Cople Church Repairs and Additions
Cople Church from the south about 1900 [Z1130/33/3/2]
At least from its south-east side, one would be presented today with very much the same view of All Saints church as that of a passer-by of 1813, the biggest external change from that aspect being simply the trees maturing around it. Its interior, however, has seen more substantial alterations, though retaining many of its earlier features and objects (notably the brasses and monuments) that interested such early antiquaries as John Carter and the Rev. D. T. Powell.
Church from the south February 2008
In the 16th century the present church was around a hundred years old and consisted of a chancel, nave, north and south aisles and a tower. North and south chapels were now added to the building. These may have been built shortly after 1506 as in that year Thomas Gray died and left money for the building of a lady chapel [Bedfordshire Historical Records Society Volume XXXVII page 37].
Tomb of the Greys in Cople Church seen about 1812 [X67/934/42]
Brass of Sir Thomas Gray February 2008
In the 18th century the present south porch was added. The church was repaired extensively in the 1820s and the furniture and ornaments were listed in a glebe terrier of 24th September 1822 [P4/2/1/1] including: "pewter plates, Silver Cup weighing nine ounces and a half, one paten and one basin for the Offertory…one large Bible, two large Common Prayer Books, and the Book of Homilies" with a "Chest with three Locks" in the vestry. The silver chalice was given by William Spencer in 1623.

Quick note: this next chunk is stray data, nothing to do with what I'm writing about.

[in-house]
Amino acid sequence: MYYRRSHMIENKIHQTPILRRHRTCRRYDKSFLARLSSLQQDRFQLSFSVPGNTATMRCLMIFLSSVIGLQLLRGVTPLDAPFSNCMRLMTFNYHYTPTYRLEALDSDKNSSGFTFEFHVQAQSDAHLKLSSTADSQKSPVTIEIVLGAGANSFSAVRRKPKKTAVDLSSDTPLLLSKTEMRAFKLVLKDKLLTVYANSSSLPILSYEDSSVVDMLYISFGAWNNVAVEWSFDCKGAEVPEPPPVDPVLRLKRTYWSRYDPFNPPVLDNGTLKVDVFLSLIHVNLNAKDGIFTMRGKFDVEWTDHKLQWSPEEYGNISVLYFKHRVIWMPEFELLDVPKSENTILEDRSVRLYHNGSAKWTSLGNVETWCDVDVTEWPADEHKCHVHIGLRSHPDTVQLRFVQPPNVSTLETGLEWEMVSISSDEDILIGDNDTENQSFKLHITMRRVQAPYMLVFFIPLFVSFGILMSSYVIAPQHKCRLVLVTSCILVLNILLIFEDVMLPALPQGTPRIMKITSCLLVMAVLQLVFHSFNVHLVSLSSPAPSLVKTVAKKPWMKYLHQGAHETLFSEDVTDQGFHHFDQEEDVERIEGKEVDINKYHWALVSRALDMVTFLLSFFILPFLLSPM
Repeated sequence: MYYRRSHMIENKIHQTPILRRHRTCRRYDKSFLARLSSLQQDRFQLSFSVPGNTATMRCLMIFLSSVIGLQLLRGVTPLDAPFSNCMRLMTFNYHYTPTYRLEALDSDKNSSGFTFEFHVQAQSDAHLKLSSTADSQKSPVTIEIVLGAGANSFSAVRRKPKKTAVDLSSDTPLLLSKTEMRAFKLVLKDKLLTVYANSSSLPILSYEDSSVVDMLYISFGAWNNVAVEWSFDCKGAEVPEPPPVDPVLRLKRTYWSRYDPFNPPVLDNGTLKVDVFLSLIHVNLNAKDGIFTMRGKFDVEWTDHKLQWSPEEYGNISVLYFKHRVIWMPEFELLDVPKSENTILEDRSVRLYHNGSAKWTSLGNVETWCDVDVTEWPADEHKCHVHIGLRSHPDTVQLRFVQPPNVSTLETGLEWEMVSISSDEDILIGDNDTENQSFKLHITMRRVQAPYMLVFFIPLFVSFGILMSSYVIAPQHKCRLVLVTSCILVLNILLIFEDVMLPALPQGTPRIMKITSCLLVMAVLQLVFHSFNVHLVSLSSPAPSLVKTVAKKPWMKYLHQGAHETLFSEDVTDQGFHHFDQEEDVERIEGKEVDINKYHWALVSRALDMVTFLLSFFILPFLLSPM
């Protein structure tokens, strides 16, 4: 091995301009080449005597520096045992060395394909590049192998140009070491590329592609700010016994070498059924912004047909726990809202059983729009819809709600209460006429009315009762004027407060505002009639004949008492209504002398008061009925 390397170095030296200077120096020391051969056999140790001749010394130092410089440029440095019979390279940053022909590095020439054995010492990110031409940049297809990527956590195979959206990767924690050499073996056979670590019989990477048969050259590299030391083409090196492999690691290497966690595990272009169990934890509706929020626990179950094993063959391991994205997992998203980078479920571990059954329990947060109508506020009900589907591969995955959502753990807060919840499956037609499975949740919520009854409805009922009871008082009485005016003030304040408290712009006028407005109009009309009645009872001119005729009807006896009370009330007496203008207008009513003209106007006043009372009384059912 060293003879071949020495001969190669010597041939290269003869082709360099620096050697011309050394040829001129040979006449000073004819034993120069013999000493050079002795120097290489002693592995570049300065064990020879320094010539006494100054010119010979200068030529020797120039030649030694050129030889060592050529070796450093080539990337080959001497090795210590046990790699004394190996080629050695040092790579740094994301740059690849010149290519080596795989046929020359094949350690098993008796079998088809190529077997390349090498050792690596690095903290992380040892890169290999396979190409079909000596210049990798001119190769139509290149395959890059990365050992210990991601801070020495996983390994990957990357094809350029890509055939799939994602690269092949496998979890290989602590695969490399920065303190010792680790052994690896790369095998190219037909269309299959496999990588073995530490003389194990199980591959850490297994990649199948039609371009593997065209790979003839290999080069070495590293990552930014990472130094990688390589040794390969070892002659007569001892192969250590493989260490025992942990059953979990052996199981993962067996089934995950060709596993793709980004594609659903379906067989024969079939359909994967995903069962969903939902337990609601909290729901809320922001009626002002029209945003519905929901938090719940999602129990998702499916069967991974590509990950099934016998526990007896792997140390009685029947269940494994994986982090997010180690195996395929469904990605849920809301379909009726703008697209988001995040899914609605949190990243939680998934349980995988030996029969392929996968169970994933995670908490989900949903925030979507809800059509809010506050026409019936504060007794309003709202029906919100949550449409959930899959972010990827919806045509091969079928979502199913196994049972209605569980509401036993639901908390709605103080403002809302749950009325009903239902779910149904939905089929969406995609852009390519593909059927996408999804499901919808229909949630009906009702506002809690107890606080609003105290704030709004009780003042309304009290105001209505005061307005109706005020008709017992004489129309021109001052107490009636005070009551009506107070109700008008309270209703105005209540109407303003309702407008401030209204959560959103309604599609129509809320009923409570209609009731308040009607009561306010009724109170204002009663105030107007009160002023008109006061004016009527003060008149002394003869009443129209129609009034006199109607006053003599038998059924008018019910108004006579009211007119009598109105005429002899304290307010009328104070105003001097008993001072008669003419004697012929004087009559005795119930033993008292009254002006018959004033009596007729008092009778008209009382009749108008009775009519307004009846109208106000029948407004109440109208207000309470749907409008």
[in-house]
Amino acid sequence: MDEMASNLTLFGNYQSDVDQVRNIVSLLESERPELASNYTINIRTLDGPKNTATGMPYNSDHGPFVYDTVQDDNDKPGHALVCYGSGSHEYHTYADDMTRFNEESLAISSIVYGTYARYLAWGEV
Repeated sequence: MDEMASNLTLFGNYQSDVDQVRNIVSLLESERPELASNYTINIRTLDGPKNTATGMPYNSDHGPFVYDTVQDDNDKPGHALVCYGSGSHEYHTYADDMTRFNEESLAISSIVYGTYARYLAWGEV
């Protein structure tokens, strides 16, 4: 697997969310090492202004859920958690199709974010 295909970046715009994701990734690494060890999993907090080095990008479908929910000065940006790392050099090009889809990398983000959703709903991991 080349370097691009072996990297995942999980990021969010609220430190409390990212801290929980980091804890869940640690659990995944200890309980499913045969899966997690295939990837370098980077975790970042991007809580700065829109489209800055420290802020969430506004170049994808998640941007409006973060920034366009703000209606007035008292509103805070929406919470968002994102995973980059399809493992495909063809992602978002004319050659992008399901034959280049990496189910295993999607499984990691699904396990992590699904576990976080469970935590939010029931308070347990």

Cople church from the east 1876 [Z50/33/20]
The five bells that gave their name to the pub across from the church were also described: "…the first Bell is two feet in diameter having upon it the date 1628 with the Inscription of God save the King. The second Bell is two feet five Inches in diameter [this bell, uninscribed, was recast in 1948], and the third Bell is two feet nine Inches in diameter, having upon it the Inscription, Believe, be wise & remember you must die. The fourth Bell is three feet and half an inch in diameter, and the fifth bell is three feet one Inch in diameter with the Inscription upon it of God save the King". The church now has six bells, the sixth added as a war memorial when the bells were re-hung in 1949.
View into north aisle from chancel February 2008
Most of the structural history of the church can be found in detail in Bedfordshire Historical Record Society Volume number 73 of 1994 Bedfordshire Churches in the Nineteenth Century: Part I: Parishes A to G, put together by former County Archivist Chris Pickford from numerous sources some held by Bedfordshire & Luton Archives & Records Service and some held elsewhere or published. Significant restoration was undertaken over the decades from the mid-19th century to the start of the 20th century and a parish memorandum book survives that contains details of the work [P4/2/1/1].
Crucifixion in the east window February 2008